ACHPR49: Report on human rights situation in the East and Horn of Africa (November 2010 – April 2011)

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This report highlights some of the key human rights issues in the East and Horn of Africa sub-region from November 2010 to April 2011 and addresses the human rights situation in ten countries: Burundi, Djibouti, Eritrea, Ethiopia, Kenya, Rwanda, Somalia, Sudan, Tanzania and Uganda, and two special territories, Somaliland and South Sudan. It focuses on issues relating to civil and political rights, and in particular the situation of human rights defenders, in line with the expertise of EHAHRDP.

Over the past six months, the human rights situation in the sub-region has continued to be closely linked to the holding of national elections, with journalists particularly affected. Restrictions on civil and political rights identified in this period have ranged from the development and implementation of restrictive legislation to direct attacks on human rights defenders, which have included physical and verbal threats, legal and judicial harassment, increased surveillance, and acts of physical violence, including targeted killings.

Certain groups of human rights defenders, such as defenders working in conflict zones, journalists, women human rights defenders and LGBTI human rights defenders have all continued to face particular threats in the period covered by this report as a result of the specific context and circumstances in which they operate.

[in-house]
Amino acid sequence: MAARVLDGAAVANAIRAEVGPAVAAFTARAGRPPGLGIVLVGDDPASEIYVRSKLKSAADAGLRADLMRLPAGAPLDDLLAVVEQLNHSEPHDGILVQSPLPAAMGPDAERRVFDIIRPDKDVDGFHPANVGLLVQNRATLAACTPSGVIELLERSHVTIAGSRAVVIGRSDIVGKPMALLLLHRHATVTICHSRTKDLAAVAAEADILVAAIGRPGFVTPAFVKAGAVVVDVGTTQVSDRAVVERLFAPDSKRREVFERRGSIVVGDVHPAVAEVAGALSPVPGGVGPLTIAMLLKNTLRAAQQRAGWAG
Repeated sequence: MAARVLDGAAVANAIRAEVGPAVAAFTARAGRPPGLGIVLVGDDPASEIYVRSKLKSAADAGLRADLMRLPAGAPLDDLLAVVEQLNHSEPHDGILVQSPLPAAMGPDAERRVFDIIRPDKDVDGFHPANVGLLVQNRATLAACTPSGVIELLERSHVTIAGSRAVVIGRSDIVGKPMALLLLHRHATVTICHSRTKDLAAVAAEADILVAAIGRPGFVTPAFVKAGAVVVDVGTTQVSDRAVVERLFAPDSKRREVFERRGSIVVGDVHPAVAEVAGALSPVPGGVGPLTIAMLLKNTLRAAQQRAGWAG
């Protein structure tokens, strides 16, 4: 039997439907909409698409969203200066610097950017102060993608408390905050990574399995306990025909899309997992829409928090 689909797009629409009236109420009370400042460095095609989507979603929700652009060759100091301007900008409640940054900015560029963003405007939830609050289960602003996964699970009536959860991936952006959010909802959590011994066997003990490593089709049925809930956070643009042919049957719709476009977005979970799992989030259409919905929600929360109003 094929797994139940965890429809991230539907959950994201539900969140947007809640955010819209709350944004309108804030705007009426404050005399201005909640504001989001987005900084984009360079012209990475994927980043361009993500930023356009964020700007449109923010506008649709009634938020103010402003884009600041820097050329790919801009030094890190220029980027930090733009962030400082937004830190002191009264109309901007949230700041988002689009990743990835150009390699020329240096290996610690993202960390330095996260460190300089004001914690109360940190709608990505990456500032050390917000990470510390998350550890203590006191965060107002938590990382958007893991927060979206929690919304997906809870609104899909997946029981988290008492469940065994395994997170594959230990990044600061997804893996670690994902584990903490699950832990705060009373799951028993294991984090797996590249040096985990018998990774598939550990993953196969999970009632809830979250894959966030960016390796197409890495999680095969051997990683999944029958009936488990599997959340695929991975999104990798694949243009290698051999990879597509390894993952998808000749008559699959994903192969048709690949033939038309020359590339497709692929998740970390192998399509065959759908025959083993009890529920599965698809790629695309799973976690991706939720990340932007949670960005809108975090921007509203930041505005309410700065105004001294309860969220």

MORE NEWS:

Human Rights Defender of the Month: Anny Kapenga

As a young student, Anny Kapenga used to cringe at the cult-like worship of Mobutu Sese Seko, the then Zaire’s President. By then, in the early 1990s, Zaire was still under one party rule, and calls were increasing for Mobutu to open political space to allow other parties to operate. In the meantime, however, all Zairians were expected to show affection for Mobutu wherever they gathered in public.

Students across Zaire’s schools were required to sing and dance adoringly before his (Mobutu)’s portrait every morning before they went to class, and all school scholastic materials were emblemed with his portrait. A young Anny never really appreciated the obsession:

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